The sound was quite fierce in fact as spectators headbanged throughout songs that included “Ripper No Lube,” “Andromenous,” “Pleasure Center,” “Tumescence,” “Pretty As Pie,” “Stillicide,” and “Fetus. Carcass.” As the tracks moved with ease, James took a surprising moment to interact with the audience, speaking softly and mentioning that they were from Seattle. Also informing the compelled audience they had few more songs left, the band wasted no time to blast out more music with “Paraphrase,” “Untoxicated” and closed with “Galloping Mind Fuk.” There was no goodbye and Helms Alee casually walked off the stage leaving fans hungry for more. Helms Alee are a unique act and fit quite well to open for Russian Circles, putting on a performance one cannot actually classify as just Instrumental, Metal, nor Rock.

Excited for more music, the audience managed to dabble in some Zywiec specialty beer as they patiently awaited the arrival of the headlining act. Then, shortly after, the stage switched from near darkness to backlit shadows and it was time for Russian Circles to conquer the evening. Music continued to play as the lights flickered, alluding that they would be on stage any moment.

With dark, emotive lighting that regularly changed between complete darkness to an instant flash of illumination, Russian Circles appeared, opening with “Asa.” In no rush, everyone in the audience glued their eyes to the stage and many even let themselves go into a headbanging frenzy. Screaming at the top of their lungs in response to the adrenaline rush that the music provided, the set continued with “Vorel” and “Deficit.” From here, the venue was engulfed in complete darkness, almost pitch black after each song, and “309” from 2011’s Empros was no different. Not speak to the audience at all, the music was the only voice necessary as they moved into other beautiful songs such “Afrika” and “Harper Lewis.”

Continuing to let loose, the audience was immersed deep under Russian Circles’ spell as they continued to dominate with tunes such as “1777” and “Calla.” It was so dream-like, many lost track of time, and it felt as though the clock froze where no one knew how long or short the band was performing. Sadly, the night was drawing near its conclusion when “Mládek” came on with an extended and engaging guitar riff. This is when the lights went on for the first time as Cook, Sullivan, along with Turncrantz briefly gazed into the crowd, quickly waved and departed from the stage. Pleading for more, the lights went back to a near pitch black state as some daringly plunged their way towards the front of the stage, eager to hear more. Several fans clapped their hands in hopes of Russian Circles return, and soon enough they did, performing an encore of “Youngblood.”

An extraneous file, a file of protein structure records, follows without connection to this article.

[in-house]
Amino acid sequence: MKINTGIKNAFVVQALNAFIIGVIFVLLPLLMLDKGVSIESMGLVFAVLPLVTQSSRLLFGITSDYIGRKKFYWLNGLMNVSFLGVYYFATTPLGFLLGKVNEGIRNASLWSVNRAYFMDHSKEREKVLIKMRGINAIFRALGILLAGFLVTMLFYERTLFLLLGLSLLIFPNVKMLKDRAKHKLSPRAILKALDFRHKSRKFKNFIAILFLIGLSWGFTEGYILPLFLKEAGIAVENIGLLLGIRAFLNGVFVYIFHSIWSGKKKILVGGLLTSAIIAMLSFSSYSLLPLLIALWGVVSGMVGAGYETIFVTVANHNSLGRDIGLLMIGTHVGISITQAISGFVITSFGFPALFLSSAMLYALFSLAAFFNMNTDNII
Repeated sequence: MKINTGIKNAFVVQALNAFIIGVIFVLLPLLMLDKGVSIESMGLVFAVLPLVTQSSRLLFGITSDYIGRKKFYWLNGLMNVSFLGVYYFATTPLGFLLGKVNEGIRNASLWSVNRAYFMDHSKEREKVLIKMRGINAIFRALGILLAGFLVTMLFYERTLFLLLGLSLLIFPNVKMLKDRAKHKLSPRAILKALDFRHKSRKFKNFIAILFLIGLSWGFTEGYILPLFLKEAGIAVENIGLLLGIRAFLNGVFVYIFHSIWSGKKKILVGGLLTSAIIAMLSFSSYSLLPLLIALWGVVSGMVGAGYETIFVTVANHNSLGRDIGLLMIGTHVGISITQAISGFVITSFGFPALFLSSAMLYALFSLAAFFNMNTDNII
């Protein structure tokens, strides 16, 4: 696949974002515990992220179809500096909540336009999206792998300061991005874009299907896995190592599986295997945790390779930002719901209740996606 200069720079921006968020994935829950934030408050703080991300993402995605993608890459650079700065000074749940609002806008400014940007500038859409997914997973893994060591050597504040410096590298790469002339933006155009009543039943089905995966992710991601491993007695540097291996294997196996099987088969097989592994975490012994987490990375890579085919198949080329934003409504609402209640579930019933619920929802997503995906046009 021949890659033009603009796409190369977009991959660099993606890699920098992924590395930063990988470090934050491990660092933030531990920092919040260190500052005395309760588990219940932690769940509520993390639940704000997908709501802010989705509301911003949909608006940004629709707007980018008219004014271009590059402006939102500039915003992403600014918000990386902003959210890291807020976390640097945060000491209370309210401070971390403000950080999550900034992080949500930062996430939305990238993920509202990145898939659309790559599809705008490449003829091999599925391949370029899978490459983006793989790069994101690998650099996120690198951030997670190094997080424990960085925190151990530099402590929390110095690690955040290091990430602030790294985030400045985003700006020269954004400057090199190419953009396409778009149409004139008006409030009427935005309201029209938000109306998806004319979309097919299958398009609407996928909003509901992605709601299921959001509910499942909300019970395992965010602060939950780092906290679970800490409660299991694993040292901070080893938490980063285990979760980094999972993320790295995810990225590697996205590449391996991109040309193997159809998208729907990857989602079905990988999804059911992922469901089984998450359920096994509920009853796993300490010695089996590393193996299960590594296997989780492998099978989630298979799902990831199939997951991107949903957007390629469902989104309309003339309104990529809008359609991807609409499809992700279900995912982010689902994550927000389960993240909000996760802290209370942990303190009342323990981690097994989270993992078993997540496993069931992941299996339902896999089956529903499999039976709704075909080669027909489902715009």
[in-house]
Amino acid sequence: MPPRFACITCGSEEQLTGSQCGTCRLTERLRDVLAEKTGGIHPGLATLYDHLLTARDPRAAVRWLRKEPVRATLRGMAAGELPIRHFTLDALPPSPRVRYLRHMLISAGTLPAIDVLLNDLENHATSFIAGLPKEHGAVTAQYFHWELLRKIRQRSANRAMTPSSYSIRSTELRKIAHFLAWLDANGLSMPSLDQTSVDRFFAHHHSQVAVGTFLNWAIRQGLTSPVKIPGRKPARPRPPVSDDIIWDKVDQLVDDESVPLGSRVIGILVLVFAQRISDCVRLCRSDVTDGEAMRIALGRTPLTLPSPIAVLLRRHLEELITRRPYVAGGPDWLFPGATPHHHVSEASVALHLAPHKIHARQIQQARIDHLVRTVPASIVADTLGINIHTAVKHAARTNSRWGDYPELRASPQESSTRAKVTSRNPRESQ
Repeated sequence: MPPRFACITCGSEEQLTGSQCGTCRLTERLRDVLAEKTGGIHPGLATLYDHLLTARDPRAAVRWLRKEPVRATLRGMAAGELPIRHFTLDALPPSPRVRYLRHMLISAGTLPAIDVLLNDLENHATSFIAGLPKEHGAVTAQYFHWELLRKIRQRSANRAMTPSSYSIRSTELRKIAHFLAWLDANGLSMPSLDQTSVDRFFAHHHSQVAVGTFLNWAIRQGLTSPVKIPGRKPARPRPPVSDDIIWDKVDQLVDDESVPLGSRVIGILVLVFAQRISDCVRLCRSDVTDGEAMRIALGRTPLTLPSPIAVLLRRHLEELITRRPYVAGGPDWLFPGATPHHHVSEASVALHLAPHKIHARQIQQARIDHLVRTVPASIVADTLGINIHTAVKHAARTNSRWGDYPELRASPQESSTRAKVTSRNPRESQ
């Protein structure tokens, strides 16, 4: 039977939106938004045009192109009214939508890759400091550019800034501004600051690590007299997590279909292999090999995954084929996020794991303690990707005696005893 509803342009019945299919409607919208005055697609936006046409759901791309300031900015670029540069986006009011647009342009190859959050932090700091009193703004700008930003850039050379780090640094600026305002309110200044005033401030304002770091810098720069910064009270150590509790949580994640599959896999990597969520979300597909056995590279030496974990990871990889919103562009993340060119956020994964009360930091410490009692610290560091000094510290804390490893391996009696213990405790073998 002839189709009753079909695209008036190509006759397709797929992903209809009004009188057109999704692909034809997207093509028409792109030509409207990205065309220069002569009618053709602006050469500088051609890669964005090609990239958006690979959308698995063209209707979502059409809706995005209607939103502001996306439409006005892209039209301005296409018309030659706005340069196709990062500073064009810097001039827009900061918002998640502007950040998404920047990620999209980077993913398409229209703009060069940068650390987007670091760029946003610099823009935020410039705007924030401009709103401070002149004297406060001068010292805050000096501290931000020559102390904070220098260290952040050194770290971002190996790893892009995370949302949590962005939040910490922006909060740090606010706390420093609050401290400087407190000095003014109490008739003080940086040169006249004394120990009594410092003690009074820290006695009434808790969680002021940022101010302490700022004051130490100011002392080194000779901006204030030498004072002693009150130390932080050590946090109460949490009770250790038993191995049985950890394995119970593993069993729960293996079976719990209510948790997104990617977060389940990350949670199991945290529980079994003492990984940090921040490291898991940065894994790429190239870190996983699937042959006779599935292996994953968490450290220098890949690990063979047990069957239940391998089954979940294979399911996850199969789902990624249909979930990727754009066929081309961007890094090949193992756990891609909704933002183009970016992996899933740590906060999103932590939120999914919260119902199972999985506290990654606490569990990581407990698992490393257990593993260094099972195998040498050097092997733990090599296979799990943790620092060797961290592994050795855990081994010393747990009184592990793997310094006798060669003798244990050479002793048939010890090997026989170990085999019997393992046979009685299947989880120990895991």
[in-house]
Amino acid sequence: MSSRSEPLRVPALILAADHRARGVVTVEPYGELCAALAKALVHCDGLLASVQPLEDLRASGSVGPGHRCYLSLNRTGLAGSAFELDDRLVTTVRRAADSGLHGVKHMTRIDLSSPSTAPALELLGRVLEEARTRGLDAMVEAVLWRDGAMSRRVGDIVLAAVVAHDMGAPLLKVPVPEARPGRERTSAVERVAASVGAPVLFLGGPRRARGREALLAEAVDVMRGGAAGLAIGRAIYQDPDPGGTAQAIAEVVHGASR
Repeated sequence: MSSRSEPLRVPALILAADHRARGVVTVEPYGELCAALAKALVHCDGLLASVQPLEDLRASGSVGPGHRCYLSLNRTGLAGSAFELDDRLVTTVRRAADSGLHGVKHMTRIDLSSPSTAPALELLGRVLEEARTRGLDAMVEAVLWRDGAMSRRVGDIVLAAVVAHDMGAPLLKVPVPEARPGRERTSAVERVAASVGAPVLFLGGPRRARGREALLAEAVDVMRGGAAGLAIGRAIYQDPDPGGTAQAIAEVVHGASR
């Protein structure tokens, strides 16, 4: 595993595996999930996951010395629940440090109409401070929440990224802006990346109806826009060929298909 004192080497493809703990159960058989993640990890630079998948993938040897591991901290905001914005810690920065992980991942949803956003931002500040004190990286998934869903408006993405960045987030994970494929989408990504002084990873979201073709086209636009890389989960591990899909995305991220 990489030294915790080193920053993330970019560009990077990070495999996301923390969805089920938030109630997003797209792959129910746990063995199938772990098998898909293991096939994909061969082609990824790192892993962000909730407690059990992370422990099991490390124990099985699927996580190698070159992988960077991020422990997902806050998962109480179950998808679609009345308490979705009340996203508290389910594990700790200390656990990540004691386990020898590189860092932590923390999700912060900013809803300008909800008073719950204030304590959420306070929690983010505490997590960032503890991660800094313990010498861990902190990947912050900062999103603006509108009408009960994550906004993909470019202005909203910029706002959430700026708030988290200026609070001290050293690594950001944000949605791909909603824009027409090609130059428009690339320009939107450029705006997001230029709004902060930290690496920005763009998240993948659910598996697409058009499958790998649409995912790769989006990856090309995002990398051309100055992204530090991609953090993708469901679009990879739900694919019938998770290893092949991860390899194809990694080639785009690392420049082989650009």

Russian Circles offer an incredible amount of guitar riffs, huge momentum, and endless captivation with their live performances. They compelled the audience by the strike of one note, and it was clear that the music was the only voice needed. Each musician was in tune with the other and it is always a trip to see Sullivan work with his loop pedals to create an orchestra of sounds on his own. With the US tour now concluded, the band set their sights on Europe, kicking off in Poland on October 21st. Until they return to the US, the best way to describe Russian Circles is that their instrumentation and live performance speak for itself, bringing the music, nothing more and nothing less.



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Zenae ZukowskiAuthor posts